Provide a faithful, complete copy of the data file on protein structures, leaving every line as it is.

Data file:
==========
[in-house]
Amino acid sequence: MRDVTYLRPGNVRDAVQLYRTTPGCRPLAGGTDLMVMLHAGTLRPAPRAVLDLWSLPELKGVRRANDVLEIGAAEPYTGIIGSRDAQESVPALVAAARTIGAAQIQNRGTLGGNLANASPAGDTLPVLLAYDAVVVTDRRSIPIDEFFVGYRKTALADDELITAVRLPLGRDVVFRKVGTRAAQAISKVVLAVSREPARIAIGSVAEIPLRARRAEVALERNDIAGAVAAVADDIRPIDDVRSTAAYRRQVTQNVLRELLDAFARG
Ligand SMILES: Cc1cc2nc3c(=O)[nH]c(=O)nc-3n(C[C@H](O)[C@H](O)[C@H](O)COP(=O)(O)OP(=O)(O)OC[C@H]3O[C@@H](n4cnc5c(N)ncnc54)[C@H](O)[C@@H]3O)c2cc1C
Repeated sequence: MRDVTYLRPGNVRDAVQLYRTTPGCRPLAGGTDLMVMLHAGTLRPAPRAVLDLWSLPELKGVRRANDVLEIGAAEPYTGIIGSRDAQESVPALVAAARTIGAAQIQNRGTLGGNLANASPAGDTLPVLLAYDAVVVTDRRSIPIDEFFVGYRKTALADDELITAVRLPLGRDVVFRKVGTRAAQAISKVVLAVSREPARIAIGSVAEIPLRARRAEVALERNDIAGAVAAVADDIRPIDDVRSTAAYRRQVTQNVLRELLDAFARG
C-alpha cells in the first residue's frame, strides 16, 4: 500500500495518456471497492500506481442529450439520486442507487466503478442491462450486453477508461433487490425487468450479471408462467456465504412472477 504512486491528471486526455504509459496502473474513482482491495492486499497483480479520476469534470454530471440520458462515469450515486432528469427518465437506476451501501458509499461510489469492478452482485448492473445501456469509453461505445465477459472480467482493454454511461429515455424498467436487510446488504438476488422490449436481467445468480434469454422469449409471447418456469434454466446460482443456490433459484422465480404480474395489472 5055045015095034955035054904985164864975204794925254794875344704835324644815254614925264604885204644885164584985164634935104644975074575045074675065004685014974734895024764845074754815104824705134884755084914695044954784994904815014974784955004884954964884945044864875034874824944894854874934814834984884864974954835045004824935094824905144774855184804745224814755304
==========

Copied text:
[in-house]
Amino acid sequence: MRDVTYLRPGNVRDAVQLYRTTPGCRPLAGGTDLMVMLHAGTLRPAPRAVLDLWSLPELKGVRRANDVLEIGAAEPYTGIIGSRDAQESVPALVAAARTIGAAQIQNRGTLGGNLANASPAGDTLPVLLAYDAVVVTDRRSIPIDEFFVGYRKTALADDELITAVRLPLGRDVVFRKVGTRAAQAISKVVLAVSREPARIAIGSVAEIPLRARRAEVALERNDIAGAVAAVADDIRPIDDVRSTAAYRRQVTQNVLRELLDAFARG
Ligand SMILES: Cc1cc2nc3c(=O)[nH]c(=O)nc-3n(C[C@H](O)[C@H](O)[C@H](O)COP(=O)(O)OP(=O)(O)OC[C@H]3O[C@@H](n4cnc5c(N)ncnc54)[C@H](O)[C@@H]3O)c2cc1C
Repeated sequence: MRDVTYLRPGNVRDAVQLYRTTPGCRPLAGGTDLMVMLHAGTLRPAPRAVLDLWSLPELKGVRRANDVLEIGAAEPYTGIIGSRDAQESVPALVAAARTIGAAQIQNRGTLGGNLANASPAGDTLPVLLAYDAVVVTDRRSIPIDEFFVGYRKTALADDELITAVRLPLGRDVVFRKVGTRAAQAISKVVLAVSREPARIAIGSVAEIPLRARRAEVALERNDIAGAVAAVADDIRPIDDVRSTAAYRRQVTQNVLRELLDAFARG
C-alpha cells in the first residue's frame, strides 16, 4: 500500500495518456471497492500506481442529450439520486442507487466503478442491462450486453477508461433487490425487468450479471408462467456465504412472477 504512486491528471486526455504509459496502473474513482482491495492486499497483480479520476469534470454530471440520458462515469450515486432528469427518465437506476451501501458509499461510489469492478452482485448492473445501456469509453461505445465477459472480467482493454454511461429515455424498467436487510446488504438476488422490449436481467445468480434469454422469449409471447418456469434454466446460482443456490433459484422465480404480474395489472 5055045015095034955035054904985164864975204794925254794875344704835324644815254614925264604885204644885164584985164634935104644975074575045074675065004685014974734895024764845074754815104824705134884755084914695044954784994904815014974784955004884954964884945044864875034874824944894854874934814834984884864974954835045004824935094824905144774855184804745224814755304